Defendant contends that in this review the court is not limited by Federal Rule of Civil Procedure 52(a), 28 U.S.C.A.; that, even though the District Court had jurisdiction to determine, in an equity case, based on diversity of citizenship, whether Johnson held stock subject to duties as trustee for the benefit of plaintiff's decedent, it had no power to direct his administrator to turn the stock over to plaintiff or to compel the latter to pay to plaintiff money received by him by way of dividends, and that the evidence disclosed that plaintiff's claim is at best based on an executory promise without consideration, fails to show that a trust was intended or created and does not identify the subject matter or the beneficiaries.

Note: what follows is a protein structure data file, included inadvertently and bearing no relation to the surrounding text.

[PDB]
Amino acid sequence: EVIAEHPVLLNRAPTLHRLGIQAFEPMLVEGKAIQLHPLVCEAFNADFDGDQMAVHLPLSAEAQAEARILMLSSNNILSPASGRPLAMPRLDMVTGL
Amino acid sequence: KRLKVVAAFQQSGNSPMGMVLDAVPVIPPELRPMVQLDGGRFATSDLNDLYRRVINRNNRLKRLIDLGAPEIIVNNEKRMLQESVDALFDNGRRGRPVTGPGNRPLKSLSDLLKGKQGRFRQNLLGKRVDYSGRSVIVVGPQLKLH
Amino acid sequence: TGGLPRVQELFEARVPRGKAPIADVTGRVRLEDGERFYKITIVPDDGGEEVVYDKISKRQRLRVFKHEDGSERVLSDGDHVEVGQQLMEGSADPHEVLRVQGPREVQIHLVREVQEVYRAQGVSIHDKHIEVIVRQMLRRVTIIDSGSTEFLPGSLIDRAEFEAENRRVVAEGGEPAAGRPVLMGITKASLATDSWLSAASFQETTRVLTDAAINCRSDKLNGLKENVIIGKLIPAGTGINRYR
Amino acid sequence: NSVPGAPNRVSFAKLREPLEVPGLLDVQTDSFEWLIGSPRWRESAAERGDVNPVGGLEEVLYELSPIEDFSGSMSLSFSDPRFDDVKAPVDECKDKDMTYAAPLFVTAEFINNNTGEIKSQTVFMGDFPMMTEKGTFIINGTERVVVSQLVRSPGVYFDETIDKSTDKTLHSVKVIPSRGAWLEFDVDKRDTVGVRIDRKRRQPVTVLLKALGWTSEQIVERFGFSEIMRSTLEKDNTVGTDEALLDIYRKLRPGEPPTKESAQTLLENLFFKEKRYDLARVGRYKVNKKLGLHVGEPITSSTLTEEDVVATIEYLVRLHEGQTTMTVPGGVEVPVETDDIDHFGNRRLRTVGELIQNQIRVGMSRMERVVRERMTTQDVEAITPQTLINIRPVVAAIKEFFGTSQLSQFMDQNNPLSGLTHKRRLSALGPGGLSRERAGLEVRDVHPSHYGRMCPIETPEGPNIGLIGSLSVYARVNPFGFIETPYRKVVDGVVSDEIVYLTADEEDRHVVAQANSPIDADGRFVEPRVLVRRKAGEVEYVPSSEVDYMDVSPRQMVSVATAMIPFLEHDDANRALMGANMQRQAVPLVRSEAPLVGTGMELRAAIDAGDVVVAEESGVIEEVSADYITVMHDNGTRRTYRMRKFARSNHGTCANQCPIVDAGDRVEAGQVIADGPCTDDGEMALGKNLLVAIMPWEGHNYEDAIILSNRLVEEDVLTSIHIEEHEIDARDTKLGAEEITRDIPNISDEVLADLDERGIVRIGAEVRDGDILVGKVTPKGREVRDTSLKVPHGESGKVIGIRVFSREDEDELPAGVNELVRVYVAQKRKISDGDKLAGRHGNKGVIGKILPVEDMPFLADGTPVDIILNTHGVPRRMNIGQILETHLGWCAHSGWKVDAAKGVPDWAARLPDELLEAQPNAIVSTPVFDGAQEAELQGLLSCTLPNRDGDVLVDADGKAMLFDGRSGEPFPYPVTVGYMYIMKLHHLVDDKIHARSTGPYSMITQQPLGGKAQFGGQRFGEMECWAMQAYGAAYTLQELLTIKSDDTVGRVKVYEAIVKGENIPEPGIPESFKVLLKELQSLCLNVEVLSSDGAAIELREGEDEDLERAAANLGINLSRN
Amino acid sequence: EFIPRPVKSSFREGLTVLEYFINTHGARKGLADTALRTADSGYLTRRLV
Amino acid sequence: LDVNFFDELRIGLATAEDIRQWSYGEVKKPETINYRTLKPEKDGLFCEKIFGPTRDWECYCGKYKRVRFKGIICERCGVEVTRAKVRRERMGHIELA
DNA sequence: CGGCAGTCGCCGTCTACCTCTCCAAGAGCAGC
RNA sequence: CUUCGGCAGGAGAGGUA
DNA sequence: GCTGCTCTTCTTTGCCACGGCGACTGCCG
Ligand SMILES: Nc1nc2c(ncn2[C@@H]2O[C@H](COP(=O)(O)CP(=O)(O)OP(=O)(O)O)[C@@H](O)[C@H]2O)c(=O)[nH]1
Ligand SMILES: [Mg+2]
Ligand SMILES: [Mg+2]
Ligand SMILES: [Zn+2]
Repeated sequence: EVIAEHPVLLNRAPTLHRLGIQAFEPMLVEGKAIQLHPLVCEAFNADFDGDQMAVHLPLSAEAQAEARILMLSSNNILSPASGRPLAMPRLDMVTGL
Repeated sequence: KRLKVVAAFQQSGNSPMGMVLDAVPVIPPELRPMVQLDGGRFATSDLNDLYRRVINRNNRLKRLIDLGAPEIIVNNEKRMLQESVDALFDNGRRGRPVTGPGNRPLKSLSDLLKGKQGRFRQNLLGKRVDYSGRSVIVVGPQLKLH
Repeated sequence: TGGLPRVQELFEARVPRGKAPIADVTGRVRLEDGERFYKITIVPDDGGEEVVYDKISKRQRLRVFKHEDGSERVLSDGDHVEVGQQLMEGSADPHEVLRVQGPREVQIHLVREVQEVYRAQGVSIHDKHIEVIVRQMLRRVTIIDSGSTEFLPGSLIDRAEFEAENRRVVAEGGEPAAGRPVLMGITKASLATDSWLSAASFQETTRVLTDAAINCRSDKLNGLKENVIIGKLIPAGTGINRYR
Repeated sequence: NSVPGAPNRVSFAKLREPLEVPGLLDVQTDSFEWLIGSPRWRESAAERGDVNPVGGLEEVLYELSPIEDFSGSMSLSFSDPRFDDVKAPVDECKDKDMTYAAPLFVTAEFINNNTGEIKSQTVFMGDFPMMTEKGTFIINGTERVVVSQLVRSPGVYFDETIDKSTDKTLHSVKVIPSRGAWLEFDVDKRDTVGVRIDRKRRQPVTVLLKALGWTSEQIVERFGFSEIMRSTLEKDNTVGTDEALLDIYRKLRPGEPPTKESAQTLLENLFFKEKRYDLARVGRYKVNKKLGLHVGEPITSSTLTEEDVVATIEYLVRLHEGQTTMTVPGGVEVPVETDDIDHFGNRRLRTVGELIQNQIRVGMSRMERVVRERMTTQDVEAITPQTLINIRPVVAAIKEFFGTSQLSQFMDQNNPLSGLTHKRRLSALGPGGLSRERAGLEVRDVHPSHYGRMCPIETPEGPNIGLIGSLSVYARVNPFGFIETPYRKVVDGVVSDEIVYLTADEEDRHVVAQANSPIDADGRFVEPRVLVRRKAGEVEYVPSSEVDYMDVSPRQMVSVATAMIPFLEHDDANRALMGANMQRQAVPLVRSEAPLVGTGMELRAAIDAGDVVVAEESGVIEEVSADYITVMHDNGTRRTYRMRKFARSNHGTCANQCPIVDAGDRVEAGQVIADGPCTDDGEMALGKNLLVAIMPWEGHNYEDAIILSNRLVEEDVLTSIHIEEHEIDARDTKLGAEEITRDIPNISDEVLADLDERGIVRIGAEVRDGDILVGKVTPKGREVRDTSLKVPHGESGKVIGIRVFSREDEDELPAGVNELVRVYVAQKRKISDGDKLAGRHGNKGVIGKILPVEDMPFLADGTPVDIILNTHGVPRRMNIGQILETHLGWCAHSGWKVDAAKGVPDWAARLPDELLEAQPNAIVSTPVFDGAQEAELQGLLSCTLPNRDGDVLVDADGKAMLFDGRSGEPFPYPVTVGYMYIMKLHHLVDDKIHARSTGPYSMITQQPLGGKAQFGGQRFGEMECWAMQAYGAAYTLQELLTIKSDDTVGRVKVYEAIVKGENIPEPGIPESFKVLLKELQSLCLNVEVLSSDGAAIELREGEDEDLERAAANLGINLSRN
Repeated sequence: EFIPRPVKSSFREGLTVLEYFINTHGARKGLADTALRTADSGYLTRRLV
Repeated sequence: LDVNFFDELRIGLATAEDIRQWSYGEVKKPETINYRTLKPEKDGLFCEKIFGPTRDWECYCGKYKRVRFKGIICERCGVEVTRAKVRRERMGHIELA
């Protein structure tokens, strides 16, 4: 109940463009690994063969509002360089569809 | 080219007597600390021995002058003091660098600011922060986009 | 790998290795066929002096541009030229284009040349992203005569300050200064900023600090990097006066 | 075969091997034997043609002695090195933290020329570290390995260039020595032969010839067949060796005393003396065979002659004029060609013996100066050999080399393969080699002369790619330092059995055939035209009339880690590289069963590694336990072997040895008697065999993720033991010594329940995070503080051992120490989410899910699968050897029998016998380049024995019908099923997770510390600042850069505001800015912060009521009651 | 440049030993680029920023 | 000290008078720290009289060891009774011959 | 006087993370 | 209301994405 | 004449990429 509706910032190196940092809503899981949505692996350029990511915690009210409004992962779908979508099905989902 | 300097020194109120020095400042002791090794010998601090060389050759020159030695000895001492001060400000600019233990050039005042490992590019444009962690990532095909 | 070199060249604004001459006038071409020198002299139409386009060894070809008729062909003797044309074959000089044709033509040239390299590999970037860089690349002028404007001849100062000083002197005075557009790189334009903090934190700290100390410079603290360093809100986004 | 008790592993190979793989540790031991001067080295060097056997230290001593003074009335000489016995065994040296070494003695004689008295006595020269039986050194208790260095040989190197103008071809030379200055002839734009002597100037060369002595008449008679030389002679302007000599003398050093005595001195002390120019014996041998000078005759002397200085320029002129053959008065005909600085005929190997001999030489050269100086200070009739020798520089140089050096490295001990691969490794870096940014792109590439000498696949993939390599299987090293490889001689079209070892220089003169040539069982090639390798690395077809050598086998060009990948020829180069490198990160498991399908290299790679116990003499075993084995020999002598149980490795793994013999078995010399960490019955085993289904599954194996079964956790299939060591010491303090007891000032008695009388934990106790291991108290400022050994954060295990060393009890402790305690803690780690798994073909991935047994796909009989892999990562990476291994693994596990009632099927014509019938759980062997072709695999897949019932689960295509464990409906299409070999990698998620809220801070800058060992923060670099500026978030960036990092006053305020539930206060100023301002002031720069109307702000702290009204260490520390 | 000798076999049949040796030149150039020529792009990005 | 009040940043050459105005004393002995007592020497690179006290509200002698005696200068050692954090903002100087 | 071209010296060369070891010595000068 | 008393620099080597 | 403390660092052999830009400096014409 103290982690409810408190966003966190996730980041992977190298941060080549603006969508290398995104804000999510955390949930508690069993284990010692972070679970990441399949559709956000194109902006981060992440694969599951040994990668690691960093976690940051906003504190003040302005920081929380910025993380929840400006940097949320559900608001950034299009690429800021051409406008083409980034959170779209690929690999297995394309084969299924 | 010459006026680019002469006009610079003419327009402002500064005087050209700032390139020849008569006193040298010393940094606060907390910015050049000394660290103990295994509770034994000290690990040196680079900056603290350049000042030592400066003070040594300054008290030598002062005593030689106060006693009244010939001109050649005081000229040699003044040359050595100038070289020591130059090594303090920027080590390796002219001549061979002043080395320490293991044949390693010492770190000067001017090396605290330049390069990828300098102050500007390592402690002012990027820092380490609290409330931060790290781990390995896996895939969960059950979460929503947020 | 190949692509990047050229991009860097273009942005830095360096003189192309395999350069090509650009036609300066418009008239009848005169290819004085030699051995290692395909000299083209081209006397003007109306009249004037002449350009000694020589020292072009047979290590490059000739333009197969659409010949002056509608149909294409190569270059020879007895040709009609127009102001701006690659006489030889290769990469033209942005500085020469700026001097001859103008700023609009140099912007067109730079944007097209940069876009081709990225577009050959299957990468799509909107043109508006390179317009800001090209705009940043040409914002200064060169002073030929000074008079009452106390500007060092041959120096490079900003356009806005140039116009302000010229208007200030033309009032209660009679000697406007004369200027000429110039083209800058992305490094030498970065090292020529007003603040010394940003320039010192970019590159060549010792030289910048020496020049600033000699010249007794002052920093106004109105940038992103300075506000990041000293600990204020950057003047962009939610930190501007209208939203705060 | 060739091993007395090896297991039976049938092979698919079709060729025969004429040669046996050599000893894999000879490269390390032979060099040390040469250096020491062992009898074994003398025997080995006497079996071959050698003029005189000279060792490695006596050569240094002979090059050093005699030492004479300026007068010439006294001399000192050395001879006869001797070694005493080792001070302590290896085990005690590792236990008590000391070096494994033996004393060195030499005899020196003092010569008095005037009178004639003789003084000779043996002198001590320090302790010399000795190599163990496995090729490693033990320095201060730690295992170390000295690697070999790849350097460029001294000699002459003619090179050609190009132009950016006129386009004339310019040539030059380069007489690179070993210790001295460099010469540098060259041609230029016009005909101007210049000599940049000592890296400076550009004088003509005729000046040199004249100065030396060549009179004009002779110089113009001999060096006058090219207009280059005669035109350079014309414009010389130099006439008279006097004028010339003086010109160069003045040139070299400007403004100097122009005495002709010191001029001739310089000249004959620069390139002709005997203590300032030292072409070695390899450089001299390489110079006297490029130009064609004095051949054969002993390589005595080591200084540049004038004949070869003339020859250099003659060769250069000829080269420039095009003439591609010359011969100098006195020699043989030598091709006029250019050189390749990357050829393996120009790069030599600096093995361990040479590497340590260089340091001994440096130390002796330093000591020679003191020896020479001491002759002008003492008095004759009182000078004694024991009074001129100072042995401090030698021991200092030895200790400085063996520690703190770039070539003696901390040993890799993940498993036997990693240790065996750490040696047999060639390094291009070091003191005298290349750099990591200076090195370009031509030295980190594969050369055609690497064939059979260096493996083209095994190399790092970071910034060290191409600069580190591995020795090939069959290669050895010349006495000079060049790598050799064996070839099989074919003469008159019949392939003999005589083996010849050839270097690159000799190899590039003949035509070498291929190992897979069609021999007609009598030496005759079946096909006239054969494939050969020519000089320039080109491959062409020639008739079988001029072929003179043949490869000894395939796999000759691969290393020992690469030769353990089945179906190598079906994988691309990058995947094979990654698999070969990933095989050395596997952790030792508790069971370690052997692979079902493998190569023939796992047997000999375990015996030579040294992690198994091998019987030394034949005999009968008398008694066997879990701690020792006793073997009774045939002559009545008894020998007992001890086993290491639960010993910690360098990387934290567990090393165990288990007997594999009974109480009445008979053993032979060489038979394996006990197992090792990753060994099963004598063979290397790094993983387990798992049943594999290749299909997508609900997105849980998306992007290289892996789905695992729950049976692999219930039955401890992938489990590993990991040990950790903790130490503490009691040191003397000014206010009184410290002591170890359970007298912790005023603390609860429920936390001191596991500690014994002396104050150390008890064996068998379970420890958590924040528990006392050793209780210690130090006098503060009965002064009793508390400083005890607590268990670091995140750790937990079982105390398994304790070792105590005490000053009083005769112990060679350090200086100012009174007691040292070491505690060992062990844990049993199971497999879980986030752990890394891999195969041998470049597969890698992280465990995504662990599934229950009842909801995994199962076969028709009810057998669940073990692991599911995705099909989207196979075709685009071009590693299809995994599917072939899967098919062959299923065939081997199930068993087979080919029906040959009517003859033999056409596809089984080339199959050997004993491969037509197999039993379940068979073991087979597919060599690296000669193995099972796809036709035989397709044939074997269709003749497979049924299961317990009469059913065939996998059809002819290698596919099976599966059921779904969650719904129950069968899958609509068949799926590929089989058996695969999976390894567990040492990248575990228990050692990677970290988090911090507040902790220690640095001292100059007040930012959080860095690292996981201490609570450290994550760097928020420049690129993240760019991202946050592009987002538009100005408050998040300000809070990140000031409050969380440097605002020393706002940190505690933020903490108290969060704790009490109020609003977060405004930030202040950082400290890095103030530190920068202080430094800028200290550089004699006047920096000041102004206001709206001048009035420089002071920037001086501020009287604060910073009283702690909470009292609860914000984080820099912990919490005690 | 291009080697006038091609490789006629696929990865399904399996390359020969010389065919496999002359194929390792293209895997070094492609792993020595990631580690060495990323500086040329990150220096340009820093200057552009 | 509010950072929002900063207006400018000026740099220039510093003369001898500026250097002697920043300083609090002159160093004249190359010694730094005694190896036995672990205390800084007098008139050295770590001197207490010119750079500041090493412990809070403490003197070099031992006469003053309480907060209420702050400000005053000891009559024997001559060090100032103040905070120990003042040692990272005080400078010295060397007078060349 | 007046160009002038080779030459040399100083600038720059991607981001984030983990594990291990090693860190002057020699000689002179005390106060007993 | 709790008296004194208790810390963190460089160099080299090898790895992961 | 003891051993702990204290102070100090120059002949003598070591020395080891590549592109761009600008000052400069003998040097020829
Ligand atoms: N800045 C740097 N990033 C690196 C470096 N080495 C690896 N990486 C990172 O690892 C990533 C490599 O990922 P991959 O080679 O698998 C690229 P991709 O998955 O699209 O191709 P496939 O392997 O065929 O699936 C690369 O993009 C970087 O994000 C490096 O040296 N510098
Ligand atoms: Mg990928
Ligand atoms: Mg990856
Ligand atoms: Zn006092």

In his reply brief defendant says: 'This question of the jurisdiction of the Probate Court is not directly involved here, since we have not contended that the District Court of the United States was without jurisdiction, but have contended, and do now claim, that the decree exceeded the authority of that court.' Accepting this statement at its face value, it would seem that there is eliminated from consideration upon review any question as to whether the District Court, sitting as a court of equity, had the power to entertain and determine the suit.